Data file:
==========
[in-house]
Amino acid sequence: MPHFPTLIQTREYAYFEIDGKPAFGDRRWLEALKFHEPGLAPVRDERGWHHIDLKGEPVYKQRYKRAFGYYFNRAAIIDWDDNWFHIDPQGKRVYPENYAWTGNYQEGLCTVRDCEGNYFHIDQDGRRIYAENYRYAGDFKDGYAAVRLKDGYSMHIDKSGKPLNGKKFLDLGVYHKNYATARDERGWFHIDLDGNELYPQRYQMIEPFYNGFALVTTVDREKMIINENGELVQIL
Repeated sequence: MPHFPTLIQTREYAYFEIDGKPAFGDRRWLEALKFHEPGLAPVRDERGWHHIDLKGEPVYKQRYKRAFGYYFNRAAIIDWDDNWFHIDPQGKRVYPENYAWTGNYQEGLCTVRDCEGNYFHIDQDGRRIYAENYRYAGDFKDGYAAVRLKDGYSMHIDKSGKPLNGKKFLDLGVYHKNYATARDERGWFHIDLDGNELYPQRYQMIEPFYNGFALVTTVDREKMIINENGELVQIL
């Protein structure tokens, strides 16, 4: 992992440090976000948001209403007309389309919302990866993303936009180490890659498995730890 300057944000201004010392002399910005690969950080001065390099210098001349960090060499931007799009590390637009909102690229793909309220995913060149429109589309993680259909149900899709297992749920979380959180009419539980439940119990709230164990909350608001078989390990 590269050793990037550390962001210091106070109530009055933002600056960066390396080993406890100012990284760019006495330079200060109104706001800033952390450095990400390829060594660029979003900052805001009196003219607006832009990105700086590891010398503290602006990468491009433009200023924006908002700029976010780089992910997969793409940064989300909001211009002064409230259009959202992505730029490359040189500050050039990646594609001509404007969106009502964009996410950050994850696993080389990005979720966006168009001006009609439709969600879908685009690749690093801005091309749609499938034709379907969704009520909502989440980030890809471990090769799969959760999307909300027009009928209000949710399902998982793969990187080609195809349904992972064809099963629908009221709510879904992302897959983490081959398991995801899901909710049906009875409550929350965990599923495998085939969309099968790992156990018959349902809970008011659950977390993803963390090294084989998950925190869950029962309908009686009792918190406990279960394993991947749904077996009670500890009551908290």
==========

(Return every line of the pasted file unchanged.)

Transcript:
[in-house]
Amino acid sequence: MPHFPTLIQTREYAYFEIDGKPAFGDRRWLEALKFHEPGLAPVRDERGWHHIDLKGEPVYKQRYKRAFGYYFNRAAIIDWDDNWFHIDPQGKRVYPENYAWTGNYQEGLCTVRDCEGNYFHIDQDGRRIYAENYRYAGDFKDGYAAVRLKDGYSMHIDKSGKPLNGKKFLDLGVYHKNYATARDERGWFHIDLDGNELYPQRYQMIEPFYNGFALVTTVDREKMIINENGELVQIL
Repeated sequence: MPHFPTLIQTREYAYFEIDGKPAFGDRRWLEALKFHEPGLAPVRDERGWHHIDLKGEPVYKQRYKRAFGYYFNRAAIIDWDDNWFHIDPQGKRVYPENYAWTGNYQEGLCTVRDCEGNYFHIDQDGRRIYAENYRYAGDFKDGYAAVRLKDGYSMHIDKSGKPLNGKKFLDLGVYHKNYATARDERGWFHIDLDGNELYPQRYQMIEPFYNGFALVTTVDREKMIINENGELVQIL
């Protein structure tokens, strides 16, 4: 992992440090976000948001209403007309389309919302990866993303936009180490890659498995730890 300057944000201004010392002399910005690969950080001065390099210098001349960090060499931007799009590390637009909102690229793909309220995913060149429109589309993680259909149900899709297992749920979380959180009419539980439940119990709230164990909350608001078989390990 590269050793990037550390962001210091106070109530009055933002600056960066390396080993406890100012990284760019006495330079200060109104706001800033952390450095990400390829060594660029979003900052805001009196003219607006832009990105700086590891010398503290602006990468491009433009200023924006908002700029976010780089992910997969793409940064989300909001211009002064409230259009959202992505730029490359040189500050050039990646594609001509404007969106009502964009996410950050994850696993080389990005979720966006168009001006009609439709969600879908685009690749690093801005091309749609499938034709379907969704009520909502989440980030890809471990090769799969959760999307909300027009009928209000949710399902998982793969990187080609195809349904992972064809099963629908009221709510879904992302897959983490081959398991995801899901909710049906009875409550929350965990599923495998085939969309099968790992156990018959349902809970008011659950977390993803963390090294084989998950925190869950029962309908009686009792918190406990279960394993991947749904077996009670500890009551908290």